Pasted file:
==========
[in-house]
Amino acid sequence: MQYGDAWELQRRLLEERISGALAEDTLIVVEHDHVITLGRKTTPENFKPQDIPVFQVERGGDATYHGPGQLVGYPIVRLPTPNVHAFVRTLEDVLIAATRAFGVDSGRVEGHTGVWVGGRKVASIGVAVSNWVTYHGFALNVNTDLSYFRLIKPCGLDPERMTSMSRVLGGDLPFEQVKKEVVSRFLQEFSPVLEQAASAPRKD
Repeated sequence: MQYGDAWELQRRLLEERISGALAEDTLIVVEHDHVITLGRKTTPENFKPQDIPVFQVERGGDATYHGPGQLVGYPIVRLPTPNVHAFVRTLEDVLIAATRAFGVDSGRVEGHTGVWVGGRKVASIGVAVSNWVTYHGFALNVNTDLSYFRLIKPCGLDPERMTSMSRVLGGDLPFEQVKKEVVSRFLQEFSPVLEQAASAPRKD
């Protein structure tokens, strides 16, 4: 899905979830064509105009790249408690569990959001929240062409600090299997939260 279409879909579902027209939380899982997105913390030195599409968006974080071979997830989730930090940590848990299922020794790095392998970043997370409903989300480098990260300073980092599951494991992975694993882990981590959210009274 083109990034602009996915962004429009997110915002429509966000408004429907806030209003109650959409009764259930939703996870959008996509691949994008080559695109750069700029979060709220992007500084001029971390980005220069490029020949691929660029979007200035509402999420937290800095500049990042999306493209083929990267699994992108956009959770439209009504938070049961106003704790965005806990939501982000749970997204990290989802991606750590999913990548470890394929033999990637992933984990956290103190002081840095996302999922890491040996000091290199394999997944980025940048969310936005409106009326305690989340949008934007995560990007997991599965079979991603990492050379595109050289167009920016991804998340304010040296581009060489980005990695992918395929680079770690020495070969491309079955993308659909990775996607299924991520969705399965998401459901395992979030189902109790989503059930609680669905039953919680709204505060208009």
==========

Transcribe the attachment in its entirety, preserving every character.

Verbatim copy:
[in-house]
Amino acid sequence: MQYGDAWELQRRLLEERISGALAEDTLIVVEHDHVITLGRKTTPENFKPQDIPVFQVERGGDATYHGPGQLVGYPIVRLPTPNVHAFVRTLEDVLIAATRAFGVDSGRVEGHTGVWVGGRKVASIGVAVSNWVTYHGFALNVNTDLSYFRLIKPCGLDPERMTSMSRVLGGDLPFEQVKKEVVSRFLQEFSPVLEQAASAPRKD
Repeated sequence: MQYGDAWELQRRLLEERISGALAEDTLIVVEHDHVITLGRKTTPENFKPQDIPVFQVERGGDATYHGPGQLVGYPIVRLPTPNVHAFVRTLEDVLIAATRAFGVDSGRVEGHTGVWVGGRKVASIGVAVSNWVTYHGFALNVNTDLSYFRLIKPCGLDPERMTSMSRVLGGDLPFEQVKKEVVSRFLQEFSPVLEQAASAPRKD
């Protein structure tokens, strides 16, 4: 899905979830064509105009790249408690569990959001929240062409600090299997939260 279409879909579902027209939380899982997105913390030195599409968006974080071979997830989730930090940590848990299922020794790095392998970043997370409903989300480098990260300073980092599951494991992975694993882990981590959210009274 083109990034602009996915962004429009997110915002429509966000408004429907806030209003109650959409009764259930939703996870959008996509691949994008080559695109750069700029979060709220992007500084001029971390980005220069490029020949691929660029979007200035509402999420937290800095500049990042999306493209083929990267699994992108956009959770439209009504938070049961106003704790965005806990939501982000749970997204990290989802991606750590999913990548470890394929033999990637992933984990956290103190002081840095996302999922890491040996000091290199394999997944980025940048969310936005409106009326305690989340949008934007995560990007997991599965079979991603990492050379595109050289167009920016991804998340304010040296581009060489980005990695992918395929680079770690020495070969491309079955993308659909990775996607299924991520969705399965998401459901395992979030189902109790989503059930609680669905039953919680709204505060208009």